Reality and Truth

Greg Sheridan: China is the real winner of Western climate politics The Australian, 17 June 2021 

The future of global greenhouse gas emissions will not be determined by  G7 countries but by developing countries, which have shown almost no  interest in imposing any cost on their development to meet climate  targets. 

The G7 meeting was a genuine success for Scott Morrison and for the West  generally. As Boris Johnson says, “the West is back”. However, there was  also a good deal of make-believe, fantasy fairyland about the G7. The only  leader who spoke with any realism on climate change was Morrison himself.  Seeking emissions reductions through technology is the only possible path  to a useful outcome. 

The G7’s goal is zero net emissions by 2050. The term “net zero” itself is a  kind of magic conjuring term. If you have human life you will have  emissions. Modern life means a lot of emissions. The only way you can get  to a fictional net zero – a modern equivalent of the alchemist’s ambition to  transform lead into gold – is by offsetting all emissions, yes all emissions,  with matching reductions. For every tonne of greenhouse gas you emit, you  must take one out of the atmosphere. So far the only way you do this is by  transforming formerly agricultural land to tree planting. But the world still  has to eat, so you pretty soon run out of agricultural land.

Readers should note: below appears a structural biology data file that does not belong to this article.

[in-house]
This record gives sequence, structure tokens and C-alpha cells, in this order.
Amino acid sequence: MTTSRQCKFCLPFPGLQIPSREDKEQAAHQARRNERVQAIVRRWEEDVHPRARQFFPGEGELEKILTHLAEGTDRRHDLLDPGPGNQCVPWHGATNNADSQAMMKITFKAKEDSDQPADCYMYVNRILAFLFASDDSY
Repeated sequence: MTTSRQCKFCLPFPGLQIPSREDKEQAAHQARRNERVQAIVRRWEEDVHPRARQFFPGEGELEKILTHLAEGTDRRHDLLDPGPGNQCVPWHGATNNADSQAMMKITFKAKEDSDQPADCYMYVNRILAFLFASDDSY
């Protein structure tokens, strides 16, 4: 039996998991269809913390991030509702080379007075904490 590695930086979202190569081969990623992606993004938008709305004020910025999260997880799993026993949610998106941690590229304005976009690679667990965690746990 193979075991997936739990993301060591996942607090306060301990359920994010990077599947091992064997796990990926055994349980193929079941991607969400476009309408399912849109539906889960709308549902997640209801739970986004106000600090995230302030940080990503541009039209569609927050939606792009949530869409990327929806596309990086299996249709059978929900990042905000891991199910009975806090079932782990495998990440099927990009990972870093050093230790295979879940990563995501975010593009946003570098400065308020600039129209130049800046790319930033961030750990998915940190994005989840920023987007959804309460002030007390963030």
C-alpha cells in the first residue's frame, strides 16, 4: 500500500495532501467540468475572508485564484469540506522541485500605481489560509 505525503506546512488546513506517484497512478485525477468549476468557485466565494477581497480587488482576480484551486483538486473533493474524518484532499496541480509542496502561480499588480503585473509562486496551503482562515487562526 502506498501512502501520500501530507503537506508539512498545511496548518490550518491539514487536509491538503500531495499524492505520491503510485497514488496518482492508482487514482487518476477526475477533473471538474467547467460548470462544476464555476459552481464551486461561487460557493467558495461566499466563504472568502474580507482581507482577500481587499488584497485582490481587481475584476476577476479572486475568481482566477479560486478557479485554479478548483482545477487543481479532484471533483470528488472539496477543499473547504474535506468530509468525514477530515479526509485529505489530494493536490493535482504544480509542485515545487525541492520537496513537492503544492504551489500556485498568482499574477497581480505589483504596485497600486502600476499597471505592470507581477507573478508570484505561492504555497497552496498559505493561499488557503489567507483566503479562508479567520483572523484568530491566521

The unreality of much of the G7 palaver on this comes in much earlier. The  Chinese are right when they say small groups of nations can no longer  dictate what happens in the world. The Western commentariat still seems to  think that the world consists of New York, Los Angeles, London and Paris. 

But here are some facts. China alone accounts for more greenhouse gas  emissions than the whole of the G7. The broad structure of emissions  growth and decline is that rich nations’ emissions are stable or declining,  those in developing nations are rising. The US’s emissions have declined 15  per cent since 2005. Australia’s by 19 per cent. 

According to UN and World Resources Institute figures, between 2005 and  2018 China’s emissions increased by more than 70 per cent, India’s by just  under 70 per cent, Indonesia’s by nearly 40 per cent. This pattern applies  across the developing world.